Spotting the bear boosted everyone’s morale. We realized seeing animals in the wild could be a rewarding experience as long as we respected the animal and their space. We got a shot of adrenaline that we desperately needed to continue on. The Rangers had indicated we were getting close to the ponds so we pushed on hopeful to see beaver.
We finally came upon the first of a series of ponds. The first one was pretty boggy. We had to maneuver around water and mud. Unfortunately as we moved through all three ponds, we never saw a beaver. In fact, we never saw any signs of beavers. We got excited at one point at a log jam but realized it was caused from rushing water and not beaver. We had found the ponds but no beaver and no signs of any beaver. The beavers had moved through there years ago. All that was was three empty ponds.
Not seeing ANY signs of beaver was disappointing but the other wildlife we saw up close on this hike was amazing something that made this hike well worth it. The changes in terrain were also quite amazing but as the hike continued we also realized we were still very far from the end. We also noticed changes to the weather. Clouds moved in, the skies began to darken, and the temperature dropped. We really started booking it. This is the point where the complaining really began. Motivation became the ice cream treat we would have at the end. We ended up hiking between 6-7 miles total. The actual Beaver Pond trail head didn’t start until until about 2 miles in which is why this made the hike so long.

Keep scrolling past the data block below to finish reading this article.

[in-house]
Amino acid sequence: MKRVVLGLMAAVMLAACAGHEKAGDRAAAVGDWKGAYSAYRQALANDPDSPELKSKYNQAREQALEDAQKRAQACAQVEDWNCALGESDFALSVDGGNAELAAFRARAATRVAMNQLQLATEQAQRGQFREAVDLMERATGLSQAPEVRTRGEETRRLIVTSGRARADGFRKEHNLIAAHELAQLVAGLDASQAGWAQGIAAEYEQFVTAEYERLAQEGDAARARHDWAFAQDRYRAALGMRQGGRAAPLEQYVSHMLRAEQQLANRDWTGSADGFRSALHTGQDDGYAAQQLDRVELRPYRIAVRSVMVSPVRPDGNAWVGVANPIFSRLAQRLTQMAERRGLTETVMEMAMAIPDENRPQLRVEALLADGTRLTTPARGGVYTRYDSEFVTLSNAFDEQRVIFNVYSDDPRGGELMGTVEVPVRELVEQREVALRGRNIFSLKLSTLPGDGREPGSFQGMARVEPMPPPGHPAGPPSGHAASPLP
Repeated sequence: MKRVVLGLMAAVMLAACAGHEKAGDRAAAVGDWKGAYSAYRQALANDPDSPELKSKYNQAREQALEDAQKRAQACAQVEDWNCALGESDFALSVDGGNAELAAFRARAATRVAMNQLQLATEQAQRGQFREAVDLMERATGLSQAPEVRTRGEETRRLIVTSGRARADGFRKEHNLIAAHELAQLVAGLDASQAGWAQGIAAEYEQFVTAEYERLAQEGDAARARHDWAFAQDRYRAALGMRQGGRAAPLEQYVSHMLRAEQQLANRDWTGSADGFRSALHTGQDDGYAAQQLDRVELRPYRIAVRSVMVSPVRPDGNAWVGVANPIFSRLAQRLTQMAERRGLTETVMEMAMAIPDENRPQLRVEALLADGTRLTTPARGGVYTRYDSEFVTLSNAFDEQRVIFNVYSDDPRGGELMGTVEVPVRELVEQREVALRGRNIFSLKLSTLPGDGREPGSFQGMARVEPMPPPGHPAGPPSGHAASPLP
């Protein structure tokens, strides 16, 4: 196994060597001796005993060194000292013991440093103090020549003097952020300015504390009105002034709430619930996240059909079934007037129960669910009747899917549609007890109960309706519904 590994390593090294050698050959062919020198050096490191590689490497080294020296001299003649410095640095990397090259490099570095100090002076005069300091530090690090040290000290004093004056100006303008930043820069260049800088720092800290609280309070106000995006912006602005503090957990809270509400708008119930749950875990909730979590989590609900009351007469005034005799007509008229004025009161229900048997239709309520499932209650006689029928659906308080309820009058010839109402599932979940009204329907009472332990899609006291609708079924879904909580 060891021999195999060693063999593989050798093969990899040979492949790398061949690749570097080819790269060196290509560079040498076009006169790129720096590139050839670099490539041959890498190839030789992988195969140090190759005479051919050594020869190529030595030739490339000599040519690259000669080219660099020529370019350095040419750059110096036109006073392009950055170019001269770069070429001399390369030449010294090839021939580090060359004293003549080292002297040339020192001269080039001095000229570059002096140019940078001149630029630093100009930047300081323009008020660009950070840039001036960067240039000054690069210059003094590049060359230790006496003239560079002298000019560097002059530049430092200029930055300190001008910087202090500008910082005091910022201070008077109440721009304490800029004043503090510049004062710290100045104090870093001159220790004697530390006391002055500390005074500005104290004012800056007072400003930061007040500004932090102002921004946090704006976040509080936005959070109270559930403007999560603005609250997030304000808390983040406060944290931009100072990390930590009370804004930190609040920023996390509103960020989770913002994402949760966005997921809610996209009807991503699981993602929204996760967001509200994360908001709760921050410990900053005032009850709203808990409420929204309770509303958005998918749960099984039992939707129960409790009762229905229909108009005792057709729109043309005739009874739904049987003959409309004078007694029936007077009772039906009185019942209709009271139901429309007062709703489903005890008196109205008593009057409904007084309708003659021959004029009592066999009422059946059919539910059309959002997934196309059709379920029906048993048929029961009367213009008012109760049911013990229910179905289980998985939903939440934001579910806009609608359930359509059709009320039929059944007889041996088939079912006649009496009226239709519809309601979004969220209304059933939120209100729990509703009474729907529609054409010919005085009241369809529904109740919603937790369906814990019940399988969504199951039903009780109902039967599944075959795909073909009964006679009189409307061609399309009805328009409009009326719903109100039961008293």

So a couple things to note while hiking in Yellowstone-
- Make sure you actually know the specific distance of the trail and where it begins and ends. We hiked 2-3 miles before we even reached the trail head;
- When hiking in bear country make sure you hike in a group, have bear spray, and have a “Meeghan” to make noise while you hike;
- there is no shame in bribing your children through a hike. Besides once they had ice cream in hand they forgot all about the hike;
- And lastly, there are NO beaver on Beaver Pond Trail
Good Luck and Happy Hiking!